The opposition led by the Congress, communist parties and Mamata Banerjee’s TMC tried to organise a violent street protest against the constitutionally passed and Parliament-legislated Citizenship Amendment Act which facilitated the granting of citizenship to beleaguered and religiously persecuted minorities from India’s neighbourhood. But these violent protests received no traction and soon petered out to a few small municipal pockets and localities. Subsequent revelations also exposed that a number of these were engineered from beyond Indian shores with the active connivance of separatist elements and platforms linked with international terror groups inimical to India.
Congress’s decade in power is largely remembered for violent terror attacks and serial terror blasts, it is remembered for huge corruption scandals and is also remembered for how its Prime Minister Manmohan Singh was repeatedly overruled or insulted in full public view by members of the party’s controlling family. The decade is primarily remembered for the manner in which it had compromised and weakened India’s governance, decision-making process and her political and parliamentary and governance structures. The most positive aspect of PM Modi’s rule is that those democratic fundamentals have been restored, delivery and accountability is at an all-time high, cronyism, quid pro quo-ism and political patronage have taken a severe beating and the concept of rule of law and the sense that the Constitution, and not subversive secularism, is paramount to national wellbeing is being re-instilled. Indian democracy is passing through one of its most robust phases.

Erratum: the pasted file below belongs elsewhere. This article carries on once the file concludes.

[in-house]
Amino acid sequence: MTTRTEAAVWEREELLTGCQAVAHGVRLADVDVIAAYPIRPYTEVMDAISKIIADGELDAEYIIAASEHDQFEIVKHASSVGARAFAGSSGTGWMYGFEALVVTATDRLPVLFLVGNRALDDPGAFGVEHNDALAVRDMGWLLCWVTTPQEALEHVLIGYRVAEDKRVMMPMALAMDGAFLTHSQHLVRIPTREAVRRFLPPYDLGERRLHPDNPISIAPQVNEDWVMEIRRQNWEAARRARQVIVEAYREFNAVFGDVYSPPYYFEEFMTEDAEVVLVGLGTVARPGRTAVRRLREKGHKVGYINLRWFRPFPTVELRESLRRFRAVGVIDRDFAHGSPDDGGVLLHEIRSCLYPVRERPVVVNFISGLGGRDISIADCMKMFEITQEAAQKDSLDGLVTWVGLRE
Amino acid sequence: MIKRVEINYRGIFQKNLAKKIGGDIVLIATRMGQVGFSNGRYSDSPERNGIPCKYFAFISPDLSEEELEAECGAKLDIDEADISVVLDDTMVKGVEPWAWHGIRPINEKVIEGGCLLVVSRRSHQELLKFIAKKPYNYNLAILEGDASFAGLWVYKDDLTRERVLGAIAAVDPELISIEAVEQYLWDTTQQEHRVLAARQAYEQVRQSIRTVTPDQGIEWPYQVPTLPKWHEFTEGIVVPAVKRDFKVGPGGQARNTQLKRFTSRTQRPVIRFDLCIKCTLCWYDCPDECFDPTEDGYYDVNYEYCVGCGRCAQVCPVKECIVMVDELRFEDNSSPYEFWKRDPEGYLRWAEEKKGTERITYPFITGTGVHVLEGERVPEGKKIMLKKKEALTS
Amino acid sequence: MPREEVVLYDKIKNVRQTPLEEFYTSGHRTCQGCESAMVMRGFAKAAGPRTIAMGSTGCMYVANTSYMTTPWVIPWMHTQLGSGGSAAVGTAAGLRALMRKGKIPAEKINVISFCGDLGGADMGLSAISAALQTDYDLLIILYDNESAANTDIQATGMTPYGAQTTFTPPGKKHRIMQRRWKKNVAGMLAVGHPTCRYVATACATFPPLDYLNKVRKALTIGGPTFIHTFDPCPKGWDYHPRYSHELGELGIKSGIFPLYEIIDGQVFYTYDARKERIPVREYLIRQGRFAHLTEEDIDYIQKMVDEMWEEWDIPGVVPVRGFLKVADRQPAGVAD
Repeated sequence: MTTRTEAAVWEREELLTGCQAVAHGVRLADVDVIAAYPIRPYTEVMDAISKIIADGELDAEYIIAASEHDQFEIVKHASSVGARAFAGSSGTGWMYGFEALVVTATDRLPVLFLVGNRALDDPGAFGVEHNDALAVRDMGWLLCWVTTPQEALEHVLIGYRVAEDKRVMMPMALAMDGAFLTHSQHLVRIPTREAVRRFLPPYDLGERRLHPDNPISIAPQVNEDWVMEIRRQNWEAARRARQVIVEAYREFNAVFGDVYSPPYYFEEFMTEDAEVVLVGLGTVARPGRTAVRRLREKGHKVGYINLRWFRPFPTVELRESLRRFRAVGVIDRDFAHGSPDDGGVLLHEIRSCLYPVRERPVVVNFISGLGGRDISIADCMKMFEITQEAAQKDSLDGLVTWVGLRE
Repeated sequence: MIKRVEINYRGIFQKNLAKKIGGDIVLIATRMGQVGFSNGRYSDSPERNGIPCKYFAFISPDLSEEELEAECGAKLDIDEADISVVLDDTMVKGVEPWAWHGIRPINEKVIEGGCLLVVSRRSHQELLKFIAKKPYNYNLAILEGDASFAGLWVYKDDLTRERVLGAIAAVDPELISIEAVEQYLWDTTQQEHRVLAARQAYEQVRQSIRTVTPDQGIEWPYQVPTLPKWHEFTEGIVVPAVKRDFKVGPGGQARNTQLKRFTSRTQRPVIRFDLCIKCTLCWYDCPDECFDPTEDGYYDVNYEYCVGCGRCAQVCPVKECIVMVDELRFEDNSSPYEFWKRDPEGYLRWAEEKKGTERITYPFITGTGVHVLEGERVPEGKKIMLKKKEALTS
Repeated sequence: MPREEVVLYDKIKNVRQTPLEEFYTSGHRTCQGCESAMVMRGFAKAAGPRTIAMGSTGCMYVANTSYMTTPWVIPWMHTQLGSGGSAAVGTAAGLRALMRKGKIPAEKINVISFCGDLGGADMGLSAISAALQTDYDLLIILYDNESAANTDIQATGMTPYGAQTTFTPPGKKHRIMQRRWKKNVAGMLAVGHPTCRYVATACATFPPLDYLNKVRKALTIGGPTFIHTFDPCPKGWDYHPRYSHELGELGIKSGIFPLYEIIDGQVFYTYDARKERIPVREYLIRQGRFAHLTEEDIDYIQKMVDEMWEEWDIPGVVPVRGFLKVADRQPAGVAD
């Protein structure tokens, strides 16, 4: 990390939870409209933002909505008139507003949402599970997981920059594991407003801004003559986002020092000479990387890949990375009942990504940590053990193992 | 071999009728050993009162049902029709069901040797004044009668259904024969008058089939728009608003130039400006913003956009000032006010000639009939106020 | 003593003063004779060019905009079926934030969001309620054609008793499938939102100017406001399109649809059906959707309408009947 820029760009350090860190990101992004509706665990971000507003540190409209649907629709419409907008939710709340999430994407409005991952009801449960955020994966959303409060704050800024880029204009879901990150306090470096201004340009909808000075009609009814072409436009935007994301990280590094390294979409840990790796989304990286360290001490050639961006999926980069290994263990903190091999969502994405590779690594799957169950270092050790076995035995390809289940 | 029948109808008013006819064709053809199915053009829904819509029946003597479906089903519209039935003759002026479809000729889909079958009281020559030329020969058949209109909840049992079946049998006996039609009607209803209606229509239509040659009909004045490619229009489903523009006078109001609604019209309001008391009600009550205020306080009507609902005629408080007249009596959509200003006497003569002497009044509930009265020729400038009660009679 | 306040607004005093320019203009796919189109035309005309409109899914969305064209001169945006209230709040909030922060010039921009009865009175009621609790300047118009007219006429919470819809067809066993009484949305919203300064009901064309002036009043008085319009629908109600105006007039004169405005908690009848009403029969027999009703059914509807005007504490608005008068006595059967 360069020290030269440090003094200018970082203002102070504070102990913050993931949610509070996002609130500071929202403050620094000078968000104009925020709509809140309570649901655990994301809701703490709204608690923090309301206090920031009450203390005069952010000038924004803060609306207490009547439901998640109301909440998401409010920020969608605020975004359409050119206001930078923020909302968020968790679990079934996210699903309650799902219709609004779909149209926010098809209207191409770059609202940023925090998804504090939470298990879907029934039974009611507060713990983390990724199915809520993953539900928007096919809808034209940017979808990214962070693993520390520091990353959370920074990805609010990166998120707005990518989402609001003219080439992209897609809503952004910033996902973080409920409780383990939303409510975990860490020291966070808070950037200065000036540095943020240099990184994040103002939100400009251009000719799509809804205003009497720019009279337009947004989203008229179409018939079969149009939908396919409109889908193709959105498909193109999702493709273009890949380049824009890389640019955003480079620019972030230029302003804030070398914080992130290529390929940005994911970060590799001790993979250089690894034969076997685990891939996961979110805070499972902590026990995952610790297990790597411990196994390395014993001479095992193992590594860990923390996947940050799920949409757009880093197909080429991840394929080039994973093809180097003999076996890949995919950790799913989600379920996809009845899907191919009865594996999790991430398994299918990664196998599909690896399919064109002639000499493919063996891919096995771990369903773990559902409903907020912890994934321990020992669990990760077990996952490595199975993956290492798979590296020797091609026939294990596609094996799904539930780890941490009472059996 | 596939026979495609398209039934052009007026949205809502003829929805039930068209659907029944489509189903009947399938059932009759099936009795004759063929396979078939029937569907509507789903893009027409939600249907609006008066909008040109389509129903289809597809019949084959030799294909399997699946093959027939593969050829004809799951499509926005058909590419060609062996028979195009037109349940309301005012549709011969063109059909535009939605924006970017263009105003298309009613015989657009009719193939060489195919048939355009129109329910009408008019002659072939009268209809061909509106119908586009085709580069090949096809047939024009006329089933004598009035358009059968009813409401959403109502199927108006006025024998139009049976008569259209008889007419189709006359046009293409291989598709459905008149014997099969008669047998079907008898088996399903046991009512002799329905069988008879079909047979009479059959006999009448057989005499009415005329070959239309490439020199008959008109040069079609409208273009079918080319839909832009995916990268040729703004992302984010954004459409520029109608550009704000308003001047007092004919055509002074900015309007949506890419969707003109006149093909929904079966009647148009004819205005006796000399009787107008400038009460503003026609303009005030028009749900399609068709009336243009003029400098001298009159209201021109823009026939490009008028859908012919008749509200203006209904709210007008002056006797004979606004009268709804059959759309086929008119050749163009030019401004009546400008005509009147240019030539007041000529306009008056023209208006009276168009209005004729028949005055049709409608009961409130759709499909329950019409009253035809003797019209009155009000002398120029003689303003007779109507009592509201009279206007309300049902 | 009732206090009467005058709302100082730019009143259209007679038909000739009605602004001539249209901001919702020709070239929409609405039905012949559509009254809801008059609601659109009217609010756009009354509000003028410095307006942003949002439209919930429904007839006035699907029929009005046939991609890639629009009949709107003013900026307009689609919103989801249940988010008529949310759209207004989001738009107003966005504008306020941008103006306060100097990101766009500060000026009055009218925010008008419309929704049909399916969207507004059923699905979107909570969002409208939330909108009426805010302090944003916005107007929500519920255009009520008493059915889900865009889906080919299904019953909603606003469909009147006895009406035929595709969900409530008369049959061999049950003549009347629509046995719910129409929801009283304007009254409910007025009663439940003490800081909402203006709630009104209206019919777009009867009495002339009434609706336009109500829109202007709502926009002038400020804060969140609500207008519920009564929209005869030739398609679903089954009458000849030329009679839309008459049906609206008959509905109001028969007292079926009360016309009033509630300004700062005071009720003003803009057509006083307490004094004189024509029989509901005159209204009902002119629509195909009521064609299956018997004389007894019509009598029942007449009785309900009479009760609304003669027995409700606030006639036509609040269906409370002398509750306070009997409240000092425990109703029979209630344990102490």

What drives and inspires the majority of Indians, what attaches them to PM Modi, what they have definitely and intensely understood about him is that he has completely identified with and has internalised their travails and their aspirations, they realise that the manner in which their hopes have touched him, it has touched no other leader, they realise that the aspiration of seeing India new and great is intense in him like it is in no one else. This makes them choose him. Since the political opposition in India fails to understand this, it moves towards self-annihilation. Why fault Modi or BJP for its denouement?
The writer is Director, Dr Syama Prasad Mookerjee Research Foundation, New Delhi. The views expressed are personal.